“All three of my professors in the CSPP program have gone above and beyond their role. It seems like they take a vested interest in my growth as an individual and professional. I work with Dr. Ohrtman doing clinical placements and she is communicative and dedicated to connecting, networking, and helping me professionally. My adviser, Dr. Howard, helped me with the emotional journey transitioning from work and adjusting to a graduate program. She also suggested that my practicum be with Student Counseling Services, which has challenged me to grow outside my comfort zone. Lastly, Dr. Berger has been always accessible and an excellent advocate to better the program.”
What would you like prospective students to know?
“Grad school is tough. Also, it’s incredibly worthwhile. I’ve been challenged to grow as a person and define my values and what I stand for. In the counseling program, I appreciate the advocacy element. It’s not just having these values, but the responsibility to take action. You have to be prepared to do emotional work and self reflection. As a result, you will grow as an individual and come into your own.”
How has your cohort helped you along the way?
“My cohort has been so helpful and important to me. There’s 35 of us, but we have a strong bond because we are all going through the process of discovering ourselves and the profession together. We all came in with different experiences, and it’s helpful to have people to lean on when things get tough and to normalize the experience.”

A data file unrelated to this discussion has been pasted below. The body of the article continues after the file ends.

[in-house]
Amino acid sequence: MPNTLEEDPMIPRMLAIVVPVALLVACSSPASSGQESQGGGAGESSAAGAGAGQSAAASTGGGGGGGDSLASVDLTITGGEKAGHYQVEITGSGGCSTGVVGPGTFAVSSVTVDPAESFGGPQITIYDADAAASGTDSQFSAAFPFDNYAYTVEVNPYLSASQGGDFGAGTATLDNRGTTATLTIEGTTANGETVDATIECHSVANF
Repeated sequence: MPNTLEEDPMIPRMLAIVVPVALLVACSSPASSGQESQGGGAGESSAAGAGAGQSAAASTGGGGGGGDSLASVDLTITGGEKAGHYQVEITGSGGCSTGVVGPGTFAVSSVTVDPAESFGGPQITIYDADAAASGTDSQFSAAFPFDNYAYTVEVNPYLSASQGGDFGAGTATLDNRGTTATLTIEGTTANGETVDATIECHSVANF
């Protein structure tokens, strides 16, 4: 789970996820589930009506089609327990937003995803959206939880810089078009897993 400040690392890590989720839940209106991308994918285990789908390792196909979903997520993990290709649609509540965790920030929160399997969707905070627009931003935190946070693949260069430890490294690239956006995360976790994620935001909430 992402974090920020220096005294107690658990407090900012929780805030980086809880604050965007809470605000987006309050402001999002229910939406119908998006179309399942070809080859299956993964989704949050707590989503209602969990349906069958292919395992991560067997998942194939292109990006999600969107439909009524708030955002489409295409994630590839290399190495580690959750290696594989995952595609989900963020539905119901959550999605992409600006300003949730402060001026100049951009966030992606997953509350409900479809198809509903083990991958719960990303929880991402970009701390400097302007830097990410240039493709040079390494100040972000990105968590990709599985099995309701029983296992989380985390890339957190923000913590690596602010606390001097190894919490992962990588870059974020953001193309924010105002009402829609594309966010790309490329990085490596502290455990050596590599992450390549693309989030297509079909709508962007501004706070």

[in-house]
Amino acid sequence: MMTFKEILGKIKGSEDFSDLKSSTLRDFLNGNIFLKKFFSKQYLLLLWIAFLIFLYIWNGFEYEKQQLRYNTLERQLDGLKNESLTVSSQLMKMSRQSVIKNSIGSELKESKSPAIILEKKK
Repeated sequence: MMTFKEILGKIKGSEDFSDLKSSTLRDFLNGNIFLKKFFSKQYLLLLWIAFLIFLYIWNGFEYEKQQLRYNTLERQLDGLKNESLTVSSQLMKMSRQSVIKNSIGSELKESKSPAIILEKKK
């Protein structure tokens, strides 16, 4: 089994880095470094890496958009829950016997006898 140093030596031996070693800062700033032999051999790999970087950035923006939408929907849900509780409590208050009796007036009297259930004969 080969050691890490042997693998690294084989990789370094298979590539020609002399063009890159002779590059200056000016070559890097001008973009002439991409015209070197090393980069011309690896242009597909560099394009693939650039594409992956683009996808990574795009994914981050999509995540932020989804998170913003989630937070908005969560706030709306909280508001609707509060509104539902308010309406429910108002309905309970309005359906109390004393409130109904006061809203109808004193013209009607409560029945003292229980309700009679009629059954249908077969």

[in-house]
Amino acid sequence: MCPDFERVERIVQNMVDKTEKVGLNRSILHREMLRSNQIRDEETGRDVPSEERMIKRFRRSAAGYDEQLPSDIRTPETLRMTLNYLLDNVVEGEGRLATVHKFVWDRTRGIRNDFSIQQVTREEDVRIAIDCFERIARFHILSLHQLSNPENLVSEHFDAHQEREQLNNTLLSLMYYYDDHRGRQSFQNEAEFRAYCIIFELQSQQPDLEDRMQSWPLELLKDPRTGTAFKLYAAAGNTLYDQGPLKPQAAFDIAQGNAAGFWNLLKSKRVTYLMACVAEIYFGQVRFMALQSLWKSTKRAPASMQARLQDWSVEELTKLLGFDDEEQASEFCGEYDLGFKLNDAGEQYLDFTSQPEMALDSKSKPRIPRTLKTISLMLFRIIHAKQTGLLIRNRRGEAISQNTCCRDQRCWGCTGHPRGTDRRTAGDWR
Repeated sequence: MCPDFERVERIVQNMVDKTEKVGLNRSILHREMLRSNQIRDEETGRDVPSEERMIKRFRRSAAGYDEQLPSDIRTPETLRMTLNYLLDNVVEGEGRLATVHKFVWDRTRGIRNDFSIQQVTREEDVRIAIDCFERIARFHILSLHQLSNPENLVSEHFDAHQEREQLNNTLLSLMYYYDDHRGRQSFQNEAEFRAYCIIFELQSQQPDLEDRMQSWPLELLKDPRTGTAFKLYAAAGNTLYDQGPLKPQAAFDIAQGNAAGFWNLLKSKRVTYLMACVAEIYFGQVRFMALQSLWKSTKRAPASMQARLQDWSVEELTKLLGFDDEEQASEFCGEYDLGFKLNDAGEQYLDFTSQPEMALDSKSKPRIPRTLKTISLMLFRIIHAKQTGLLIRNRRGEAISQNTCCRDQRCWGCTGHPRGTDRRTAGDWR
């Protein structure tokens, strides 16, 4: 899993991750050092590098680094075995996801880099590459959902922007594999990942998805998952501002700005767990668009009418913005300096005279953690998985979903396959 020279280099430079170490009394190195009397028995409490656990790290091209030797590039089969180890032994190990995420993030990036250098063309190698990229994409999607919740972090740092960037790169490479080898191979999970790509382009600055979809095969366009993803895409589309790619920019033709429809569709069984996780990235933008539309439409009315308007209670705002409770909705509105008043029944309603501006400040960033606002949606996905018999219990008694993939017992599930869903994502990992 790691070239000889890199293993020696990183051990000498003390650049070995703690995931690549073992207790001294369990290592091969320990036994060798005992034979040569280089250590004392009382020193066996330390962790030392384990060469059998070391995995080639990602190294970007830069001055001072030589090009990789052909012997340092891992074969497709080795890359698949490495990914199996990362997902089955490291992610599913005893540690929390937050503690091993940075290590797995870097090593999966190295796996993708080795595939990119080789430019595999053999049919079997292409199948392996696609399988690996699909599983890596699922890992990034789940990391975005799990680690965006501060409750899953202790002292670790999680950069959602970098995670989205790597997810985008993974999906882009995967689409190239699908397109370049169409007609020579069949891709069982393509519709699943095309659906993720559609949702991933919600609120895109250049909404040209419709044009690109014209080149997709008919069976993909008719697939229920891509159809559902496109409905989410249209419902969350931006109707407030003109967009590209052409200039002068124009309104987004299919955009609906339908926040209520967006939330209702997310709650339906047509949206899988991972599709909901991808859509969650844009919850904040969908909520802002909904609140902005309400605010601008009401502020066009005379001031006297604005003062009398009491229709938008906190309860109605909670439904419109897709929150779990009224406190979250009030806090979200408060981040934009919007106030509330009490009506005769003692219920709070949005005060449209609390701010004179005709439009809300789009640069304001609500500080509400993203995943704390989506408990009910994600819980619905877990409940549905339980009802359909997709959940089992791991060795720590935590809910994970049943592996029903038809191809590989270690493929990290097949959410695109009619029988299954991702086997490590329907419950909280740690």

What are you looking forward to with graduation?
“Having a job that I look forward to going to and getting paid for something I love doing, is what I’m most excited for. I’m ready to use what I’ve learned and put it into practice. It’s great to feel like I’ve arrived at what feels like my ‘calling’ after 27 years of wondering what I was meant to do as a professional.”
This post was originally written by Ciara Metzger.
MAGS Excellence in Teaching Award recognizes and encourages graduate students for future service as college and university faculty. It supports the Council of Graduate Schools’ (CGS) efforts to promote Preparing Future Faculty to meet needs in academia.
Betker is pursuing her Ph.D. in Kinesiology with an emphasis in exercise physiology, advised by Dr. Beth Lewis.
For their final project, students in KIN 8980 – Graduate Research Seminar in Kinesiology presented ideas for research projects “that bridge” across different School of Kinesiology emphasis areas.
KIN 8980 is required for all M.S./M.A. and Ph.D. students, and covers topics such as responsible conduct of research and proposal design. Yuhei Inoue, Ph.D., assistant professor of Sport Management in the School, taught the course this fall.
During the semester, students discussed the wide spectrum of faculty and student research activities across the department. They then were divided into teams to design potential interdisciplinary research projects to present to the class, and face critical questions from their audience.
Congratulations to Madeleine Orr, Kinesiology Ph.D. student in the Sport Management emphasis, who won the Second Annual University-wide 3MT® Competition held December 1. The competition, sponsored by the Graduate School, featured finalists from collegiate- and campus-level competitions. Orr will represent the University of Minnesota at the Midwestern Association of Graduate Schools (MAGS) 3-Minute Thesis competition in Spring 2018. She also was awarded a $500 prize.
The competition was covered by the Star Tribune in the December 18 Variety section.
The 3-Minute Thesis (3MT®) is a research communication competition that challenges students to communicate the significance of their projects without the use of props or industry jargon, in just three minutes. The exercise is designed to develop academic, presentation, and research communication skills along with the ability to quickly explain research in a language appropriate to a non-specialist audience.